Reviewed Elsewhere: Holiday Grind, by Cleo Coyle

Holiday Blend

From the moment I first picked up a Cleo Coyle novel, I knew I’d found a kindred spirit – two really – one in Ms. Coyle herself, and the other in her lead character Clare Cosi, who cooks with an Italian flair and has espresso running in her veins.

Recently, I read Ms. Coyle’s latest coffeehouse novel, Holiday Grind which features cafe owner and amateur detective tracking down the person responsible for killing her customer (and friend), Alf, who spends his winter days as a street corner Santa Claus.

If you’ve never read a coffeehouse mystery, you should know that all the books are the type of cozy mysteries that go best with froufrou espresso drinks, chocolate dipped biscotti, and the crackling sound from Amish fireplaces.

Look for my review of Holiday Grind later this month in All Things Girl.

Teaser Tuesdays: Holiday Grind by Cleo Coyle

On Teaser Tuesdays readers are asked to:

  • Grab your current read.
  • Let the book fall open to a random page.
  • Share with us two (2) “teaser” sentences from that page, somewhere between 7 and 12 lines.
  • You also need to share the title of the book that you’re getting your “teaser” from … that way people can have some great book recommendations if they like the teaser you’ve given.

My teaser this week is from Holiday Grind, by Cleo Coyle. I’ve been reading it from my cozy house, where it finally feels like November (49 degrees at 6:41 PM) and taking breaks to mock the people across the street who don’t seem to know how their moving truck works.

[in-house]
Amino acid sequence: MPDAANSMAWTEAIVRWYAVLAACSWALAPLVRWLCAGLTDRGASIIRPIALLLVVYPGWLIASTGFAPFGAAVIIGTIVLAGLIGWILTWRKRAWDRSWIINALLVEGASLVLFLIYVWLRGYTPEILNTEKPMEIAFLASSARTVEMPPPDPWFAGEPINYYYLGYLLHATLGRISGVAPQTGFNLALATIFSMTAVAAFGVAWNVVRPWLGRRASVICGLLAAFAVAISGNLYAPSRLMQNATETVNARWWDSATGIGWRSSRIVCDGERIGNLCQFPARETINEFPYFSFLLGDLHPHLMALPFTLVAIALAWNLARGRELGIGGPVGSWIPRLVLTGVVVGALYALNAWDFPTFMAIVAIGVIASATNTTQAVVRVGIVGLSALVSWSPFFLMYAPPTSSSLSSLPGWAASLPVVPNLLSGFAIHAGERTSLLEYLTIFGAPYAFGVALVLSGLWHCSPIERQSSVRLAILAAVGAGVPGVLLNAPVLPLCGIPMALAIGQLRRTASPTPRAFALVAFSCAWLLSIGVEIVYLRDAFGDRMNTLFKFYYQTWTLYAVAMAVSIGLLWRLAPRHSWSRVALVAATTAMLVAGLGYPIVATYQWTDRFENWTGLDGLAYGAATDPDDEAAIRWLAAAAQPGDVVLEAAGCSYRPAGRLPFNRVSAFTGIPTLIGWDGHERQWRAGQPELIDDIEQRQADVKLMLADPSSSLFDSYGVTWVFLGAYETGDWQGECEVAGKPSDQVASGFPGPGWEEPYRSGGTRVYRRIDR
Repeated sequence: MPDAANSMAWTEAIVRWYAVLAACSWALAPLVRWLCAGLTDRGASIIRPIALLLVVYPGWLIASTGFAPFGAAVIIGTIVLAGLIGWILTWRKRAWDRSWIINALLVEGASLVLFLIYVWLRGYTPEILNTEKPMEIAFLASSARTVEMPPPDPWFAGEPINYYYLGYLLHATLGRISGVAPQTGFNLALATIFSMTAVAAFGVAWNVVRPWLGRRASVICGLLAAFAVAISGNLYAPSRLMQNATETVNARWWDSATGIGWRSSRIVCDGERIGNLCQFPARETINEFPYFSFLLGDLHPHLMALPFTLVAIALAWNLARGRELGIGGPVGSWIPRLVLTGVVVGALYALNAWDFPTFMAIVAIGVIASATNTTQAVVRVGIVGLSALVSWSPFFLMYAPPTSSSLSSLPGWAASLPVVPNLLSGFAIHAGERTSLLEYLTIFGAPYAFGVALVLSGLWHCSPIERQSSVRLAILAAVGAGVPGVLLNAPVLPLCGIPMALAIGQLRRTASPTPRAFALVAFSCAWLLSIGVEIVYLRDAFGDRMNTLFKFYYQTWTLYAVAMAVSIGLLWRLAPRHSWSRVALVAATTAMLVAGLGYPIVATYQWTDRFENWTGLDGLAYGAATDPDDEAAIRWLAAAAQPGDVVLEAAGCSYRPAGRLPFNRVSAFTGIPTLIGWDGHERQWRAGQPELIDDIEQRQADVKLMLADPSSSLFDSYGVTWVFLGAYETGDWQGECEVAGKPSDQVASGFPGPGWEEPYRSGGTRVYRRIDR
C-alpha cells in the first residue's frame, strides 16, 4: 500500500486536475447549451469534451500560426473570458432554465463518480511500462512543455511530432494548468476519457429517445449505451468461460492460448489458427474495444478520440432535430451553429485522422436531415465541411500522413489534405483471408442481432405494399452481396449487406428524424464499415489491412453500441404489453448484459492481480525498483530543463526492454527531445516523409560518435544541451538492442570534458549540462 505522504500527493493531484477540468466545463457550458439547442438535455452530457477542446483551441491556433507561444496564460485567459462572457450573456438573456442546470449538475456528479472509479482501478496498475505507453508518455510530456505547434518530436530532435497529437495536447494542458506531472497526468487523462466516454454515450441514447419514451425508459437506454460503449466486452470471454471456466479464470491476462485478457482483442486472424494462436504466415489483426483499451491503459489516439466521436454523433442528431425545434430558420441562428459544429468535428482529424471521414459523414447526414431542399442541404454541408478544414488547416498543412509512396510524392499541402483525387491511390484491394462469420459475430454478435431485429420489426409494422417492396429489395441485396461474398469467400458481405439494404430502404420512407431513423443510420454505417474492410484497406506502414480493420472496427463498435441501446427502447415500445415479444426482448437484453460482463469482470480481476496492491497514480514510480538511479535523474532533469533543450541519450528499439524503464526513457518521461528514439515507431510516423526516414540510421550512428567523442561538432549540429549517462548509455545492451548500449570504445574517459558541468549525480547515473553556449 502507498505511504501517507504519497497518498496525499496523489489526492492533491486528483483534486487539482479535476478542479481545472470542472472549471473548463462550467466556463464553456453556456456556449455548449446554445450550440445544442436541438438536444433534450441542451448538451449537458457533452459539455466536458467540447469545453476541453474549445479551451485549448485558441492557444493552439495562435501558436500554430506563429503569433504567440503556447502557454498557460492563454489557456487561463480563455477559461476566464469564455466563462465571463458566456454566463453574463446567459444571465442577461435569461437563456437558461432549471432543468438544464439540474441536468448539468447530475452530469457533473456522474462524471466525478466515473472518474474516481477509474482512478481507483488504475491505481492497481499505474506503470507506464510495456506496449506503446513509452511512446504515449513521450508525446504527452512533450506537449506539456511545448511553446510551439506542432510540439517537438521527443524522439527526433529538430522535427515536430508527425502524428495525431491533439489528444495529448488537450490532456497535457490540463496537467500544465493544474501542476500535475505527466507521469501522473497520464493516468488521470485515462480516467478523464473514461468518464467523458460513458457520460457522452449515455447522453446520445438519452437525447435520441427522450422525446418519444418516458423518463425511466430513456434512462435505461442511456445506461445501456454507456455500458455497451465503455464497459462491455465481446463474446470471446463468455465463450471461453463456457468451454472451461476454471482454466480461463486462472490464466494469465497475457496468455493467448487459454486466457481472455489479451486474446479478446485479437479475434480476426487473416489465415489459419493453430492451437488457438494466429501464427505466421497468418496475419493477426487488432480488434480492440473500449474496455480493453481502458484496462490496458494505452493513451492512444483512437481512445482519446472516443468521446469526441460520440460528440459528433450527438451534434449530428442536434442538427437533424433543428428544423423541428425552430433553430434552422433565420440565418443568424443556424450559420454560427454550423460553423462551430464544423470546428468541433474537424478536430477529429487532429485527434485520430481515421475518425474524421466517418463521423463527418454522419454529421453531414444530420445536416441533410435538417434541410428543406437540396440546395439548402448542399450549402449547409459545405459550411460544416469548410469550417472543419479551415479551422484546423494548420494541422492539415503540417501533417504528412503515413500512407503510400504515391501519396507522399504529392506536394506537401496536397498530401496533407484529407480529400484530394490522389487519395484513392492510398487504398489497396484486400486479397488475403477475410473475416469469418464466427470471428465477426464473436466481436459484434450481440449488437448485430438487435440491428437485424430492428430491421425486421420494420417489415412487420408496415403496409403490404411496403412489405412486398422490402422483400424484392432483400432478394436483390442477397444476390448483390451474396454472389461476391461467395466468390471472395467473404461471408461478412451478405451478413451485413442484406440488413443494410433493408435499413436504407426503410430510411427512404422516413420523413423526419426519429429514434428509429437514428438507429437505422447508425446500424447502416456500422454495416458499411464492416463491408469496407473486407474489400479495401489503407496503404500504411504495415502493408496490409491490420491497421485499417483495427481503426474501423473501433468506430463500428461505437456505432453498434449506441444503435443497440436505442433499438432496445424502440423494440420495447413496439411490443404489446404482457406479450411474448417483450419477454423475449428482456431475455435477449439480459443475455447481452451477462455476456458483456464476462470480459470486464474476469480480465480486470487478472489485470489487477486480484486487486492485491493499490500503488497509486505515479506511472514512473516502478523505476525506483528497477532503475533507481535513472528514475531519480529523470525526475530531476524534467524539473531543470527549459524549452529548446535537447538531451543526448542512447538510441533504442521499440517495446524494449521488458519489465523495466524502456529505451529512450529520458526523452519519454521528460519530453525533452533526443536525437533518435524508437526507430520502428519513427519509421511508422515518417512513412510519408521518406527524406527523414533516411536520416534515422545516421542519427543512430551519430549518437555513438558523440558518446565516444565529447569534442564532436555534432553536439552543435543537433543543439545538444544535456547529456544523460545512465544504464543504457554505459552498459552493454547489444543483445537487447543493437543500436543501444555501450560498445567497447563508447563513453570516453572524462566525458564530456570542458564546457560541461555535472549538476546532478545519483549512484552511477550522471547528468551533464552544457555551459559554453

If you don’t know the Coffeehouse Mysteries, you should seriously check them out. Anyway, here’s the teaser:

There was nothing like walking through the Village on a snowy winter night. The few vehicles on the slippery street crept along no faster than horse-drawn carriages. Every surface appeared flocked with white; the pungent smell of active old fireplaces floated through the air; and bundled couples hurried past dark storefronts, eager to get back to their warm apartments or inside a cozy pub for a glass of mulled wine or mug of Irish coffee.

As I passed by St. Luke’s churchyard, the whole world seemed to go silent, save the icy flurries that still pecked at my parka and the crunch, crunch, crunching of my winter boots. At one intersection I stood alone, watching a traffic light provide a signal for crossroads that had no traffic. Hands in pockets, I waited half amused as the bright red light flipped to green in an unintentional
Christmas display just for me.

from Holiday Grind, chapter 3, by Cleo Coyle.